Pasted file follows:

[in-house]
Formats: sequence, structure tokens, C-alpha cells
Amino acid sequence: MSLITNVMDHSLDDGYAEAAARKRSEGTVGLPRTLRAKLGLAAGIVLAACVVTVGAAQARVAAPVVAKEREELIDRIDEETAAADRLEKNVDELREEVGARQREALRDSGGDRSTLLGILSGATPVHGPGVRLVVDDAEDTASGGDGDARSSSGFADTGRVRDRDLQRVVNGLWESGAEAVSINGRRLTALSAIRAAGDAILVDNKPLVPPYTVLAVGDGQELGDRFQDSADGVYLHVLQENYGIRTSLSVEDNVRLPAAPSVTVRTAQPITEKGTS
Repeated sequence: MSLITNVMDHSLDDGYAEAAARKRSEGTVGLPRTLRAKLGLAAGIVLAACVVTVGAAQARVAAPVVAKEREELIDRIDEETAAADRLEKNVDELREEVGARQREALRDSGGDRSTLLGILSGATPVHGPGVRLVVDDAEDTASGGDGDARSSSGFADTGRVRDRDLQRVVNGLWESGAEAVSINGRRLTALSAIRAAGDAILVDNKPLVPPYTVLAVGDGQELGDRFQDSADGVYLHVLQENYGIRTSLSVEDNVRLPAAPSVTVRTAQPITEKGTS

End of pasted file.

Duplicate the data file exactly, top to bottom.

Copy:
[in-house]
Formats: sequence, structure tokens, C-alpha cells
Amino acid sequence: MSLITNVMDHSLDDGYAEAAARKRSEGTVGLPRTLRAKLGLAAGIVLAACVVTVGAAQARVAAPVVAKEREELIDRIDEETAAADRLEKNVDELREEVGARQREALRDSGGDRSTLLGILSGATPVHGPGVRLVVDDAEDTASGGDGDARSSSGFADTGRVRDRDLQRVVNGLWESGAEAVSINGRRLTALSAIRAAGDAILVDNKPLVPPYTVLAVGDGQELGDRFQDSADGVYLHVLQENYGIRTSLSVEDNVRLPAAPSVTVRTAQPITEKGTS
Repeated sequence: MSLITNVMDHSLDDGYAEAAARKRSEGTVGLPRTLRAKLGLAAGIVLAACVVTVGAAQARVAAPVVAKEREELIDRIDEETAAADRLEKNVDELREEVGARQREALRDSGGDRSTLLGILSGATPVHGPGVRLVVDDAEDTASGGDGDARSSSGFADTGRVRDRDLQRVVNGLWESGAEAVSINGRRLTALSAIRAAGDAILVDNKPLVPPYTVLAVGDGQELGDRFQDSADGVYLHVLQENYGIRTSLSVEDNVRLPAAPSVTVRTAQPITEKGTS